Team Interviews: Jelle, Paratii’s Tech Lead
Jelle shares his excitement about Paratii and decentralisation, besides discussing the future of video distribution
This interview is the first of a series. Inspired by a similar format used by Aragon (whose transparency policies are a reference to us), the intention is to humanize our team and foster discussion on Paratii, the future of story-sharing and blockchain technology.
PTI: Could you start by telling us about yourself, who are you and what is it that you do at Paratii?
J: My name is Jelle Gerbrandy, I was born in the Netherlands and live in Italy with my wife and daughters. I have co-authored the Paratii blueprint and lead the development of our player.
PTI: What’s your academic background / fields of research?
J: I’ve studied Philosophy and hold a Ph.D. in Logic and Mathematics, and I worked for a few years in academia doing research in epistemic logic and game theory before becoming involved with software development.
PTI: What initially got you interested in Ethereum?
J: A friend of mine invested in it, and asked my opinion about the white paper. Ethereum somehow brought together different things that I had considered to be mutually exclusive before: my background in logic and game theory, my experience as a software engineer, and a desire to work on things that are politically relevant.
PTI: As a consumer of video/digital content, where would you say your average experience could be improved the most?
J: I’m old enough to remember Napster, and its promise of having all music ever recorded available to everyone for free. This was a beautiful thing, part of a vision that saw the internet as an opportunity to create a public and shared archive of, well, all of our cultural expression. That promise got killed, mostly by strengthening copyright laws to protect traditional industries, and aggressive policing. I find it a truly sad thing that there are laws forbidding me to share, say, my collection of movies from the 1950s with my friends. But to answer the question: my viewing experience would be improved quite a lot if it was not hampered by laws limiting what I can legally see or share.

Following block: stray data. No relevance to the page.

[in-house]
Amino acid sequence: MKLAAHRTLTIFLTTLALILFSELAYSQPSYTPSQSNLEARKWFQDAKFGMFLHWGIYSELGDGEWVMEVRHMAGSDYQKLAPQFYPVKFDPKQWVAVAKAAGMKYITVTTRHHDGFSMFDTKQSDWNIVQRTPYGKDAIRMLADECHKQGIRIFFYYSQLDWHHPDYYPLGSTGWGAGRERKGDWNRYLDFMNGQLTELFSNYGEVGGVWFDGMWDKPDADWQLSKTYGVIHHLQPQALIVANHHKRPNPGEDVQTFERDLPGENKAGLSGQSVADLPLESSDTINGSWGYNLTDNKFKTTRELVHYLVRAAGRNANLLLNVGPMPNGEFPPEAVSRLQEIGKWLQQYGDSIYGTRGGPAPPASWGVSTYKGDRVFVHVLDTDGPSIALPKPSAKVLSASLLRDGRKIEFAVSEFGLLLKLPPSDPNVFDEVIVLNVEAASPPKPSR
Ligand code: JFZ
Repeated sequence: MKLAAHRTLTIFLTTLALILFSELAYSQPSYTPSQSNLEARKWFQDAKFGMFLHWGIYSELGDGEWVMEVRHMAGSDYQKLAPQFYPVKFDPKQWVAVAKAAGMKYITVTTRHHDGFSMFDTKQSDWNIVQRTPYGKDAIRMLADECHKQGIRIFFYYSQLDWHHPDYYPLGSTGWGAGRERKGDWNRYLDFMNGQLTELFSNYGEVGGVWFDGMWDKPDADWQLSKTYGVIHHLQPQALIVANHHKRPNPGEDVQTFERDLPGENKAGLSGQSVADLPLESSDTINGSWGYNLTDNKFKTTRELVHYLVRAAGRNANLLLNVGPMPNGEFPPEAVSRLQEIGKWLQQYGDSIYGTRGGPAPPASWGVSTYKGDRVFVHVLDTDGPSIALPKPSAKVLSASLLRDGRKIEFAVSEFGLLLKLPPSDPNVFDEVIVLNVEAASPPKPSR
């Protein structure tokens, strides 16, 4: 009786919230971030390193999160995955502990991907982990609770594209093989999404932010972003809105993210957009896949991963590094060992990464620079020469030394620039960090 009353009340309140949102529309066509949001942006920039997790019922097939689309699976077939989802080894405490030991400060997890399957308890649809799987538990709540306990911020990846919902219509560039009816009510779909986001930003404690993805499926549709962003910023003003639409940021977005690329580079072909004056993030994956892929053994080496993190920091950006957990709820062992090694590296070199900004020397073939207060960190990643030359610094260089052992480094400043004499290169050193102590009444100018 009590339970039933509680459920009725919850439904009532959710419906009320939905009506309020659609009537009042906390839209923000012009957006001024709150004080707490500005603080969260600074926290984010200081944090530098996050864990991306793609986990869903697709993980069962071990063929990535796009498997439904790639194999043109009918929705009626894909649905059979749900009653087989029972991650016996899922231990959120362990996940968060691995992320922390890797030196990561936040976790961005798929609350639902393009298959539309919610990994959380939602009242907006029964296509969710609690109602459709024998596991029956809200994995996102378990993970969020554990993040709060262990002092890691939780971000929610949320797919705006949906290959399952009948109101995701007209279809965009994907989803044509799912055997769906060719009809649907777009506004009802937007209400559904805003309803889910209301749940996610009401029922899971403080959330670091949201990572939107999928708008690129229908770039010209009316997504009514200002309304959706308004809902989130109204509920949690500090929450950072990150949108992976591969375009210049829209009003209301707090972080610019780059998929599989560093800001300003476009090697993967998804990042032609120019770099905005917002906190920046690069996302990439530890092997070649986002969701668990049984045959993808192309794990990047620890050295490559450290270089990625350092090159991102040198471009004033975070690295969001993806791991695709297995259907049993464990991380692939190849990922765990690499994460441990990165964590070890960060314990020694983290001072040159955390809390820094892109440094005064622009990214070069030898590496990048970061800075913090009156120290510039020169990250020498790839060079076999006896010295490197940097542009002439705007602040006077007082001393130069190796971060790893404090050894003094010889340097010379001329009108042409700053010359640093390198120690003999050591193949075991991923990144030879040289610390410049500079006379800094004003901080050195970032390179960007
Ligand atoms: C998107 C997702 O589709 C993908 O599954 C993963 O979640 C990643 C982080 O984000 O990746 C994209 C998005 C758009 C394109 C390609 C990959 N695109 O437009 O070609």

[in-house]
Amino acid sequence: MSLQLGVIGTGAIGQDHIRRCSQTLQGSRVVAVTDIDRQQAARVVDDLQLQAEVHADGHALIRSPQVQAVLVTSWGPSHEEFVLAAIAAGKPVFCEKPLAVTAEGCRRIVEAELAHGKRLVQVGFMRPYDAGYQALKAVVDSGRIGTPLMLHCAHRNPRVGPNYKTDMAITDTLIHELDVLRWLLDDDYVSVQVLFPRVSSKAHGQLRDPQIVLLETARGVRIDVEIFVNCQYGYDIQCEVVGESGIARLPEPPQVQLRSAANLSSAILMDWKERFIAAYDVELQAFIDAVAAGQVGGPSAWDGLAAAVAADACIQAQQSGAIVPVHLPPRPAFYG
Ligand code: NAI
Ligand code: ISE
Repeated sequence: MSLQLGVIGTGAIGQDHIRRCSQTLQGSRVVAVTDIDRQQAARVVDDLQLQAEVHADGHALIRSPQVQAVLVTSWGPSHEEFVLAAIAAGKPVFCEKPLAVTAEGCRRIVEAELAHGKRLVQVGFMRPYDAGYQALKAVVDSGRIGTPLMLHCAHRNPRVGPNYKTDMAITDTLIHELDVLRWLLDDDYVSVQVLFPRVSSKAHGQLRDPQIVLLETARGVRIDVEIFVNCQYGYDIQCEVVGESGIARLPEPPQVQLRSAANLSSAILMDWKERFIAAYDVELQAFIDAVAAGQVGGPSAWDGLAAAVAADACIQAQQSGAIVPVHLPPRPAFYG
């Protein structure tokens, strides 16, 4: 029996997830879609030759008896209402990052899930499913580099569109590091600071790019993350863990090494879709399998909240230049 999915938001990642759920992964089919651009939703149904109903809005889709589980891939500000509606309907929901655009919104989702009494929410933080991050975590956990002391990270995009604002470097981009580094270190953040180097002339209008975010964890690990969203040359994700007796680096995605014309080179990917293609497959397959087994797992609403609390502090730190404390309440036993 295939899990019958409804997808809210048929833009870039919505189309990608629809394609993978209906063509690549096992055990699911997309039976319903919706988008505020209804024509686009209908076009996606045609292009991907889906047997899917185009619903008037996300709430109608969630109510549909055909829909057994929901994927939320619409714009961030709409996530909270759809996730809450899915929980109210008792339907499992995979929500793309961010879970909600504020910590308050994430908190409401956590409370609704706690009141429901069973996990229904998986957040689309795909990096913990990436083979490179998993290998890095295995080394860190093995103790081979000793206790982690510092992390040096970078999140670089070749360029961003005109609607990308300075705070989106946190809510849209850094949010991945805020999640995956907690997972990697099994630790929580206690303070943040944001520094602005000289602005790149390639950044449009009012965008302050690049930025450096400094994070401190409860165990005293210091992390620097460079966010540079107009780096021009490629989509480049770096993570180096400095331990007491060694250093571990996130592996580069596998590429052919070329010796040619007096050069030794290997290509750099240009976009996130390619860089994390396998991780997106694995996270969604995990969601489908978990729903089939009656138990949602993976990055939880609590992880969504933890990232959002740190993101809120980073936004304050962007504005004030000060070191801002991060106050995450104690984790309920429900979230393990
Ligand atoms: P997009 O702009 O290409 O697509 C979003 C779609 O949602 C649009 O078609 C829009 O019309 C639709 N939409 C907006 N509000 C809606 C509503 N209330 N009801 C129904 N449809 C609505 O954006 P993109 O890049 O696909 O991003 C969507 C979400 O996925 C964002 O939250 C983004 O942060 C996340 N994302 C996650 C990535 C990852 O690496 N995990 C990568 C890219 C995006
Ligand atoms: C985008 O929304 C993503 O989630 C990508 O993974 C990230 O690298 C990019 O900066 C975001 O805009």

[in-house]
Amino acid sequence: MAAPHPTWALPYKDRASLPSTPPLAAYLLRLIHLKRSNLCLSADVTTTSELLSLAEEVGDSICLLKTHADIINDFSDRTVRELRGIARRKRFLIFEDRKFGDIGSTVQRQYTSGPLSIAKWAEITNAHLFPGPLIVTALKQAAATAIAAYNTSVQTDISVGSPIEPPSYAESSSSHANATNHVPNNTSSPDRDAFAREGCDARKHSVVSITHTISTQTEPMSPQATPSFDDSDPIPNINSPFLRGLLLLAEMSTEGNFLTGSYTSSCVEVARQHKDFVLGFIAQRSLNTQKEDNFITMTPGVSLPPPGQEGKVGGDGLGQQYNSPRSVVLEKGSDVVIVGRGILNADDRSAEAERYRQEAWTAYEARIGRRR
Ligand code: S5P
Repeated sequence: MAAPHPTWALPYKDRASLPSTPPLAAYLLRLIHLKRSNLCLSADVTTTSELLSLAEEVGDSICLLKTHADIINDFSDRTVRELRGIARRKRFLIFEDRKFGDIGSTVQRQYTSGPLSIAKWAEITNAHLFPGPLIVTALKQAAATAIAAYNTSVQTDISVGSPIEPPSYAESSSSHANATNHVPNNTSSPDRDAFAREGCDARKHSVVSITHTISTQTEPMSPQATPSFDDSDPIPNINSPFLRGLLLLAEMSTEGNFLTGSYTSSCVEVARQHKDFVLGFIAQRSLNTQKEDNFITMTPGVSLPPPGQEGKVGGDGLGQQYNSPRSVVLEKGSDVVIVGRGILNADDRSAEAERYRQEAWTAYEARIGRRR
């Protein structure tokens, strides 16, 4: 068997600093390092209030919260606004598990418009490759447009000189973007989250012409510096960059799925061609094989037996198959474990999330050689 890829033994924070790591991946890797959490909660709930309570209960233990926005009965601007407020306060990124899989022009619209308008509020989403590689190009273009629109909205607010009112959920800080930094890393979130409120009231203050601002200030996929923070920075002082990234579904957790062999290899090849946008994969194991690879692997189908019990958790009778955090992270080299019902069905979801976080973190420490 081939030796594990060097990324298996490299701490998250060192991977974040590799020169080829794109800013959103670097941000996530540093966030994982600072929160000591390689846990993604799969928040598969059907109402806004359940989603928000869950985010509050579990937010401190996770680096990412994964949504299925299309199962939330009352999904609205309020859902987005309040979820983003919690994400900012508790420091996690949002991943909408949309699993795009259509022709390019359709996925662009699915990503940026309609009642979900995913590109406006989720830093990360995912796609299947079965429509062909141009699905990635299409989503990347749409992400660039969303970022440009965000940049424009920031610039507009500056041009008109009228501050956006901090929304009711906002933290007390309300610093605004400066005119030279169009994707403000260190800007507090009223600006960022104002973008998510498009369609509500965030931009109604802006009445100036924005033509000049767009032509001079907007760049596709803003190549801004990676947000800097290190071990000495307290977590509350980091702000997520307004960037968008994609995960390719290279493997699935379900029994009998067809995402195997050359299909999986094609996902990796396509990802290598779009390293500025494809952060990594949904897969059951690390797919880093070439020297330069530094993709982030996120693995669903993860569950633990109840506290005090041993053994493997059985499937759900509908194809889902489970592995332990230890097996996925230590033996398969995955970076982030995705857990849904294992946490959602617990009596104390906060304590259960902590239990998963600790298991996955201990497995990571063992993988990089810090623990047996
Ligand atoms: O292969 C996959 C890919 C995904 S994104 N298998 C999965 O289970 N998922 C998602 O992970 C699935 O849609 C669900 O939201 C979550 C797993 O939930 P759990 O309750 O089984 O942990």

PTI: The Paratii team is working on a first pilot of its player to be made public. What are the important things it’s gonna bring to testing ground?
J: One aspect of Paratii is the idea of turning passive consumers into active participants, whose contributions to the network are recognised as such. This idea will play out on several levels — socially, economically and on the level of software. In our pilot, we take a first step in experimenting with such mechanisms: downloaders of content are encouraged to make that content available to others as well. The goal is to create an network for video distribution that is “auto-scaling”: new users don’t slow down the network, but make it faster instead by contributing their own resources. There’s a lot of research on crypto-incentivising p2p file sharing, but not that many working implementations yet.
PTI: What excites you most about Paratii and Ethereum technology in general?
J: It is like the first years of the internet — there is a mix between techies that fell in love with these elegant and truly interesting technologies, visionaries and idealists of different kinds that churn out new ideas, and money flowing in from investors that hope to get a share of the pie. It is a new terrain that is so fresh that it is still open for anyone to contribute. It is just wonderful.
PTI: What’s your vision for the digital content distribution landscape in a medium-term future, in terms of power distribution, alternative channels and user behaviour?
J: The crypto space is full of initiatives that promise to fundamentally change the market and underlying technology of digital content distribution. This goes from radically new models of decentralised organisation, to concrete proposals for changing particular aspects of the industry (such as payments, registration of copyrights, the advertisement market, or the protection of personal data), to changing the protocols for the actual distribution of files (such as IPFS or Swarm). It is difficult to say which of these technologies will break through first — it is clear that many things will change, but early to say how and when exactly.
PTI: Can you tell us about your workspace and the peculiarities of working with a distributed team?
J: I can work in any place that has an internet connection, but my home base is a desk in an office space that I share with a small group of programmers, designers and musicians.
PTI: When not working, what do you do for fun?
J: Hanging out with family and friends, mostly. I do some boxing, and skiing in the winter (I live close to the mountains), but often those are just excuses to hang out with friends as well.
PTI: The most curious place you could think of embedding a decentralised video player?
J: Printed material. Or maybe glasses. The technology is not quite there yet, but would it not be great? 😬